Ballot props shouldn’t become state law

Tuesday’s primary election ballot includes a pair of propositions, both brought forward through citizen initiatives after similar measures failed to pass through the Alaska Legislature. The first proposition deals with increasing the amount municipalities may exempt when calculating residential property taxes; the second, which has attracted much more attention, would establish a new coastal zone management program.

While both measures were framed with good intentions, we don’t believe either one should be approved by voters.

* Proposition 1 would allow municipalities to increase the tax exemption on residential properties from $20,000 to $50,000. Doing so would require an ordinance approved by voters. The proposition originated with a group of Fairbanks civic leaders after similar proposals never gained traction in the Legislature. 

Supporters of the measure argue that the proposition doesn’t require the increased exemption, it simply gives municipal governments another tool at their disposal to formulate their own tax policy.

However, increasing the exemption becomes a shell game, shifting the tax burden either to other residential property owners, to owners of business and industrial properties, or forcing municipalities to increase the mill rate across the board to compensate for a loss in revenue. It also has the potential to hurt renters — frequently the people who can least afford changes to their financial situation. Further, municipalities throughout Alaska have different methods for determining the property tax burden of residential property owners. While an increased exemption might work well in Fairbanks, it could create more problems than it would solve in other areas. 

So, while the measure might give local government a tool for determining tax policy, it is not a fair tool and should be left out of the tool box.

* Proposition 2 would establish a Coastal Zone Management Program. Alaska’s previous program expired in 2011 after the Legislature failed to come to agreement on a bill extending the program.

While we don’t disagree with the merits of a good coastal zone management program — in fact, even opponents of Proposition 2 have said such a program can have benefits — a citizens initiative is the not the right way to enact such a complex and far-reaching piece of legislation.

We won’t quibble about the length of the proposition as others have — coastal zone management is a complex issue, and as such, legislation addressing the issue will also be complex.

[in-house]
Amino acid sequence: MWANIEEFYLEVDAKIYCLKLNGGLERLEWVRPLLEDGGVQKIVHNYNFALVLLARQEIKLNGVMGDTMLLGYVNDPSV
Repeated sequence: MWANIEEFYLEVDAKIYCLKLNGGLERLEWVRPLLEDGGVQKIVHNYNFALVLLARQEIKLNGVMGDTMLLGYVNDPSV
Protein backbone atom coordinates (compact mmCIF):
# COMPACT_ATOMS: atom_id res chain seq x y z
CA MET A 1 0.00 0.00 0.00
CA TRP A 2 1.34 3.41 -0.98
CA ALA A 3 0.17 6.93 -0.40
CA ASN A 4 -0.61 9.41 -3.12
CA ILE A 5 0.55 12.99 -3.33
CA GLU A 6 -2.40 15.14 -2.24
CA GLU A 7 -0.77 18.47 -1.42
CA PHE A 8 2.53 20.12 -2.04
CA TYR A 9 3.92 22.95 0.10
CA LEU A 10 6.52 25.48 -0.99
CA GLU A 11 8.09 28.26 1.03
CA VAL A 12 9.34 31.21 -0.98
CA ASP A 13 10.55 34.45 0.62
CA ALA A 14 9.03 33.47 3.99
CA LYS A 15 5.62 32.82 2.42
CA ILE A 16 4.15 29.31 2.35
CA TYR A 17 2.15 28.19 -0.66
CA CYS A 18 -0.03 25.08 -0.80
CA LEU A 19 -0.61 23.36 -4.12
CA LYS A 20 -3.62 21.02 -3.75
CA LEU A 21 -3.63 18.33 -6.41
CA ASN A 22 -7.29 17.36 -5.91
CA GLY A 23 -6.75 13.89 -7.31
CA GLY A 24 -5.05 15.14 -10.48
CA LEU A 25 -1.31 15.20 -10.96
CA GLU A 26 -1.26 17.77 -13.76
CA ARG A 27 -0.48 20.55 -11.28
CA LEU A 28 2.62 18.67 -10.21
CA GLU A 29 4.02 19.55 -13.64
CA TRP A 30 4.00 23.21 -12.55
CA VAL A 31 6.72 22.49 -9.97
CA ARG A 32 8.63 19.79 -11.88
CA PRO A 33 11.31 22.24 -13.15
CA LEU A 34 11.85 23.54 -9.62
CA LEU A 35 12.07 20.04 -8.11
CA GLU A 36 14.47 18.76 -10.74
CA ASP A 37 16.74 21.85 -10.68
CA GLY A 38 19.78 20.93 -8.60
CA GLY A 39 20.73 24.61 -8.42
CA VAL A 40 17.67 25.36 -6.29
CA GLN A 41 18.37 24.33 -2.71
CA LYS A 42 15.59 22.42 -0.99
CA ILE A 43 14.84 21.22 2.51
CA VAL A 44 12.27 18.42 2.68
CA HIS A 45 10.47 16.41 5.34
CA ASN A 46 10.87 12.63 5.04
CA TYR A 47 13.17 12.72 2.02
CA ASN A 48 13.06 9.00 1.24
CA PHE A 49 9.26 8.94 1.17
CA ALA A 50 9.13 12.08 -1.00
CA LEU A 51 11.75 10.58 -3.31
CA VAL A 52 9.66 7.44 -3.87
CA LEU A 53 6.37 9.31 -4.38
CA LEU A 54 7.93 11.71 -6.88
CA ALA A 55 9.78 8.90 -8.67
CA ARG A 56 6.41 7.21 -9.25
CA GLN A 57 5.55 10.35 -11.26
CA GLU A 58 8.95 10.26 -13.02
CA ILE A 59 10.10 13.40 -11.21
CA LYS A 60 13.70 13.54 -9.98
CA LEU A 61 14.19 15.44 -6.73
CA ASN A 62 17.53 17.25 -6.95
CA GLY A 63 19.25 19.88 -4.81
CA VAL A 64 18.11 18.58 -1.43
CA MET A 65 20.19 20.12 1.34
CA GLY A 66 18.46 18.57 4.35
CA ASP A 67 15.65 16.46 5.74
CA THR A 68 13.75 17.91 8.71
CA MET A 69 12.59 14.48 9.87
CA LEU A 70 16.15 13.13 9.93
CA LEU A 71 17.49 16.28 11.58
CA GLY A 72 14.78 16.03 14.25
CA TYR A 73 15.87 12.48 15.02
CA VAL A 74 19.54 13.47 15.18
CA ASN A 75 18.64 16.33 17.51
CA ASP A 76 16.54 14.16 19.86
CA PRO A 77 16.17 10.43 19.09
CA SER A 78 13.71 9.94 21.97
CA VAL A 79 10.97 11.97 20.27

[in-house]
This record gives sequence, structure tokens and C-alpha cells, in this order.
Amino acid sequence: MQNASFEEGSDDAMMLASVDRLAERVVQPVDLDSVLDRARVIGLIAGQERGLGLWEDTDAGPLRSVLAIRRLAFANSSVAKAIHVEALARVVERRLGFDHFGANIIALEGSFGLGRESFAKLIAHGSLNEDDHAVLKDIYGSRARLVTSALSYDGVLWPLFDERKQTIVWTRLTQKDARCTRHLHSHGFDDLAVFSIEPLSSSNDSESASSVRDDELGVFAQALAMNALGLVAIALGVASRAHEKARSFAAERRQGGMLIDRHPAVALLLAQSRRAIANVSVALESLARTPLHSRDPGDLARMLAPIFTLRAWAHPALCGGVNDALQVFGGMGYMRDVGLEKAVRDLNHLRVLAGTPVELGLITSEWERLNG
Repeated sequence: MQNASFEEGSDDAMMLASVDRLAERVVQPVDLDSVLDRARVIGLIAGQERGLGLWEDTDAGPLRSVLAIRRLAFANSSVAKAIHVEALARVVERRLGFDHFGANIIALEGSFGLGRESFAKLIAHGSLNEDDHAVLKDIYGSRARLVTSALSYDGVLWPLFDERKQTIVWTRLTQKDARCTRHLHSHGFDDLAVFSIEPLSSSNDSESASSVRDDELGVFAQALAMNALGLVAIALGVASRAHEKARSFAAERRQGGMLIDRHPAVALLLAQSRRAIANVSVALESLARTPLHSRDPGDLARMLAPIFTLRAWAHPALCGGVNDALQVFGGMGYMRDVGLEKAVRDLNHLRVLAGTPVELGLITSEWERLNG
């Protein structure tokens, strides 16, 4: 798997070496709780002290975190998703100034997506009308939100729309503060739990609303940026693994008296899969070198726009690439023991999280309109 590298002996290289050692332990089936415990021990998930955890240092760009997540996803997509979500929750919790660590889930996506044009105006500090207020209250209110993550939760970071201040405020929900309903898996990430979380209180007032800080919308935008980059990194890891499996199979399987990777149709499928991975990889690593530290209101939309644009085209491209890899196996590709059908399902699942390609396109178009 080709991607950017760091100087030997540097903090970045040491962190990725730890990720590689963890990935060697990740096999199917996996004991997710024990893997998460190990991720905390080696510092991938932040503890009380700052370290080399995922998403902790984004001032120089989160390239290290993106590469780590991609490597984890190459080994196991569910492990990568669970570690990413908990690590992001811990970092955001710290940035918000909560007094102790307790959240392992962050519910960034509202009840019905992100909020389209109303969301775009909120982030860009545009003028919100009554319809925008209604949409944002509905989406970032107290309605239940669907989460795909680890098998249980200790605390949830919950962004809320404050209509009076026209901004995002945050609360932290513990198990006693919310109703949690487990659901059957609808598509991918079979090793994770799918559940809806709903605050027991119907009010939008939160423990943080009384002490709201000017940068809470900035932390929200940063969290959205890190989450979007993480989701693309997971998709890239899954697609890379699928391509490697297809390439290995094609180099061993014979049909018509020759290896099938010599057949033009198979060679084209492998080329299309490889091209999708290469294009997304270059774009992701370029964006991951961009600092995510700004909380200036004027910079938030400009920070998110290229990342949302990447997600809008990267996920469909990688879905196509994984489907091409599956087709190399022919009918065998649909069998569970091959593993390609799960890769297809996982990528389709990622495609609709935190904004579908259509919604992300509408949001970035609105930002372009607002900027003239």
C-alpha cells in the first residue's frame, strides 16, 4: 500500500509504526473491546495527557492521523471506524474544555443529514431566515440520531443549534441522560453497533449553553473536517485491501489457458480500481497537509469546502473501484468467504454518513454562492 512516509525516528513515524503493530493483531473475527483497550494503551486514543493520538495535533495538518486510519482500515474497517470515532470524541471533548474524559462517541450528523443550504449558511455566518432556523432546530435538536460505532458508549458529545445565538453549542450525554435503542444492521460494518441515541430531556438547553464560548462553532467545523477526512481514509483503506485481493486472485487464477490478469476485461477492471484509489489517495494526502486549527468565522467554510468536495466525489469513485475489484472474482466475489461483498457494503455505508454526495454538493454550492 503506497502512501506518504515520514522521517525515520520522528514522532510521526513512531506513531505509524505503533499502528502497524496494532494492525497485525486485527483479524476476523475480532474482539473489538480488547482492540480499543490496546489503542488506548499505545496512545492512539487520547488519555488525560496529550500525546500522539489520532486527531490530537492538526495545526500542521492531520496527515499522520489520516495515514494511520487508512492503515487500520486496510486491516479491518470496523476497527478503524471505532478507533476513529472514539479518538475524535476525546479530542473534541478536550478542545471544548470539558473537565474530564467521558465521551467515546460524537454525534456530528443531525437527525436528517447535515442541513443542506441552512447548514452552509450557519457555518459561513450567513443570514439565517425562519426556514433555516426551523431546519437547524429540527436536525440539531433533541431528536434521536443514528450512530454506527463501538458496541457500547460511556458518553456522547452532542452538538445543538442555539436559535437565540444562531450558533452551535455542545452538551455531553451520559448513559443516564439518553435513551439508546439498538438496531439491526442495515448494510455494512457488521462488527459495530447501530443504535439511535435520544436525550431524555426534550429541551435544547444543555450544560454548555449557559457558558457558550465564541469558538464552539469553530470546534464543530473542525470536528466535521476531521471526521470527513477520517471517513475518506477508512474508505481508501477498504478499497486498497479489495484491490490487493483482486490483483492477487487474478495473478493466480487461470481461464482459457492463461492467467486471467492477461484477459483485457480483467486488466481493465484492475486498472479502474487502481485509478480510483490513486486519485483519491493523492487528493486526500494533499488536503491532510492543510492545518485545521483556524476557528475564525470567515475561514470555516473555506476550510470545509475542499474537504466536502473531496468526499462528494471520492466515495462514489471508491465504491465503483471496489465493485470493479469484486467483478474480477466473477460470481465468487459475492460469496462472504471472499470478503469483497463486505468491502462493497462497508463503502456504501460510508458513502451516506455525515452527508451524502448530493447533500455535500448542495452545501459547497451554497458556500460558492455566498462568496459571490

But that’s exactly the reason that a coastal zone management program needs to be handled by the Legislature. Provisions must be vetted and debated. Compromise and negotiation should be part of the process. All stakeholders should be included in the discussion. The end product should be regulations that everyone impacted can live with.

Legislation by ballot proposition does not accomplish that.  

Will the Legislature take up coastal zone management if the ballot proposition fails? We can’t say for certain, but there are a number of legislators likely headed back to Juneau who are passionate about the issue. And we’d point out that in 2011, the House was able to craft a coastal zone management bill that won unanimous support, but was sunk after a compromise could not be reached with the Senate on its changes to the bill — the action that led to the current initiative.

The Legislature was unwilling to take up the issue in 2012, in part because of the pending ballot proposition and the requirement that it adopt a substantially similar measure, which would have limited lawmakers’ abilities to develop a good piece of legislation.

Alaska could benefit from a coastal zone management program, and we’d like to see the Legislature address the issue again. But it needs to be created through an open legislative process, not forced on the state through a ballot proposition.

 

In short: While well intentioned, neither proposition on Tuesday’s ballot would make for good policy.

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